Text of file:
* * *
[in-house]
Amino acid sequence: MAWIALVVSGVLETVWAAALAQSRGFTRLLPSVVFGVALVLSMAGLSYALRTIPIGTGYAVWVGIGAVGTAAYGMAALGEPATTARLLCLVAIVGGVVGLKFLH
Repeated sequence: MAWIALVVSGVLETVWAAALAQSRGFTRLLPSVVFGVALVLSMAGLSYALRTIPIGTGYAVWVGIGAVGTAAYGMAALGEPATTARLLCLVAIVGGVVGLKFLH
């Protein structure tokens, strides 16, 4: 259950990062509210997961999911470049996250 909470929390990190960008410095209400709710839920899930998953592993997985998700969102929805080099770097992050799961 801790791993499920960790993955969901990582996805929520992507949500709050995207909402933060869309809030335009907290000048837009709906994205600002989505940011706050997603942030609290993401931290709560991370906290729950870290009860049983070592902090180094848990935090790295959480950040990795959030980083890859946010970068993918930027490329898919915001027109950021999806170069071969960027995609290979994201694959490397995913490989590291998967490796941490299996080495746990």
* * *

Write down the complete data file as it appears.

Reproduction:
[in-house]
Amino acid sequence: MAWIALVVSGVLETVWAAALAQSRGFTRLLPSVVFGVALVLSMAGLSYALRTIPIGTGYAVWVGIGAVGTAAYGMAALGEPATTARLLCLVAIVGGVVGLKFLH
Repeated sequence: MAWIALVVSGVLETVWAAALAQSRGFTRLLPSVVFGVALVLSMAGLSYALRTIPIGTGYAVWVGIGAVGTAAYGMAALGEPATTARLLCLVAIVGGVVGLKFLH
């Protein structure tokens, strides 16, 4: 259950990062509210997961999911470049996250 909470929390990190960008410095209400709710839920899930998953592993997985998700969102929805080099770097992050799961 801790791993499920960790993955969901990582996805929520992507949500709050995207909402933060869309809030335009907290000048837009709906994205600002989505940011706050997603942030609290993401931290709560991370906290729950870290009860049983070592902090180094848990935090790295959480950040990795959030980083890859946010970068993918930027490329898919915001027109950021999806170069071969960027995609290979994201694959490397995913490989590291998967490796941490299996080495746990």